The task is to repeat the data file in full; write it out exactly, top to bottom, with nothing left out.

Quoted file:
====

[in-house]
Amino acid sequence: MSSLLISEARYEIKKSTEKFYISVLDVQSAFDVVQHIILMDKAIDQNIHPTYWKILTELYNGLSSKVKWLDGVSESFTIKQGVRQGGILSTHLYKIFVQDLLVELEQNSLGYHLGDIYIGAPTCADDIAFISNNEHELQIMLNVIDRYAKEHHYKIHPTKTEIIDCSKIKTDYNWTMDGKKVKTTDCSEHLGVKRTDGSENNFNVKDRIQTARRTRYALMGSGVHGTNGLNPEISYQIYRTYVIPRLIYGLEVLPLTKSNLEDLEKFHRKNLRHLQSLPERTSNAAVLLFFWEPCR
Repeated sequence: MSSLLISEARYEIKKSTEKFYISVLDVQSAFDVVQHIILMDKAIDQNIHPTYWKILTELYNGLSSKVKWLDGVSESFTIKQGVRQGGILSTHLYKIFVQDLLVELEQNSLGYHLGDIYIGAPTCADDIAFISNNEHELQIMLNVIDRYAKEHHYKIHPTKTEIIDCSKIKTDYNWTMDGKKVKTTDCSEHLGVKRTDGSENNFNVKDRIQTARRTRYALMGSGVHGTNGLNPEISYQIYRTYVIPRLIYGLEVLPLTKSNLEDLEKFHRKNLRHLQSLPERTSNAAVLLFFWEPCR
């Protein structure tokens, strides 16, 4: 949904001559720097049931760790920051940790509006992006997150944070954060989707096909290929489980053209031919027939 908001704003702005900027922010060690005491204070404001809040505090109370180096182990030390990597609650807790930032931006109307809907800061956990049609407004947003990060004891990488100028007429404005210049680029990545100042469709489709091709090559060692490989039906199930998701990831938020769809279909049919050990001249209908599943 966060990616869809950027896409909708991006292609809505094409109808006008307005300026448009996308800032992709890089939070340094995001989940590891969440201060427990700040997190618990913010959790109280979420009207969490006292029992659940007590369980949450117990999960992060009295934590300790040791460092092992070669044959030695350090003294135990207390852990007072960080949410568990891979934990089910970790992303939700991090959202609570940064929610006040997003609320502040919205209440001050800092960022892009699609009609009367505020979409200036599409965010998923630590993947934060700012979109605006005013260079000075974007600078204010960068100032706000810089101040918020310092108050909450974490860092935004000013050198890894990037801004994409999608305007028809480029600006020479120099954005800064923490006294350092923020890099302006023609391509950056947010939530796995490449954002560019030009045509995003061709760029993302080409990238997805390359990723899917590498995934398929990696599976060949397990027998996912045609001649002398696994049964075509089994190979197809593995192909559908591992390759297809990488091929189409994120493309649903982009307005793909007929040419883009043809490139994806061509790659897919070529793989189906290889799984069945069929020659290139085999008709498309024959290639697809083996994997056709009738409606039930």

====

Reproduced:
[in-house]
Amino acid sequence: MSSLLISEARYEIKKSTEKFYISVLDVQSAFDVVQHIILMDKAIDQNIHPTYWKILTELYNGLSSKVKWLDGVSESFTIKQGVRQGGILSTHLYKIFVQDLLVELEQNSLGYHLGDIYIGAPTCADDIAFISNNEHELQIMLNVIDRYAKEHHYKIHPTKTEIIDCSKIKTDYNWTMDGKKVKTTDCSEHLGVKRTDGSENNFNVKDRIQTARRTRYALMGSGVHGTNGLNPEISYQIYRTYVIPRLIYGLEVLPLTKSNLEDLEKFHRKNLRHLQSLPERTSNAAVLLFFWEPCR
Repeated sequence: MSSLLISEARYEIKKSTEKFYISVLDVQSAFDVVQHIILMDKAIDQNIHPTYWKILTELYNGLSSKVKWLDGVSESFTIKQGVRQGGILSTHLYKIFVQDLLVELEQNSLGYHLGDIYIGAPTCADDIAFISNNEHELQIMLNVIDRYAKEHHYKIHPTKTEIIDCSKIKTDYNWTMDGKKVKTTDCSEHLGVKRTDGSENNFNVKDRIQTARRTRYALMGSGVHGTNGLNPEISYQIYRTYVIPRLIYGLEVLPLTKSNLEDLEKFHRKNLRHLQSLPERTSNAAVLLFFWEPCR
């Protein structure tokens, strides 16, 4: 949904001559720097049931760790920051940790509006992006997150944070954060989707096909290929489980053209031919027939 908001704003702005900027922010060690005491204070404001809040505090109370180096182990030390990597609650807790930032931006109307809907800061956990049609407004947003990060004891990488100028007429404005210049680029990545100042469709489709091709090559060692490989039906199930998701990831938020769809279909049919050990001249209908599943 966060990616869809950027896409909708991006292609809505094409109808006008307005300026448009996308800032992709890089939070340094995001989940590891969440201060427990700040997190618990913010959790109280979420009207969490006292029992659940007590369980949450117990999960992060009295934590300790040791460092092992070669044959030695350090003294135990207390852990007072960080949410568990891979934990089910970790992303939700991090959202609570940064929610006040997003609320502040919205209440001050800092960022892009699609009609009367505020979409200036599409965010998923630590993947934060700012979109605006005013260079000075974007600078204010960068100032706000810089101040918020310092108050909450974490860092935004000013050198890894990037801004994409999608305007028809480029600006020479120099954005800064923490006294350092923020890099302006023609391509950056947010939530796995490449954002560019030009045509995003061709760029993302080409990238997805390359990723899917590498995934398929990696599976060949397990027998996912045609001649002398696994049964075509089994190979197809593995192909559908591992390759297809990488091929189409994120493309649903982009307005793909007929040419883009043809490139994806061509790659897919070529793989189906290889799984069945069929020659290139085999008709498309024959290639697809083996994997056709009738409606039930």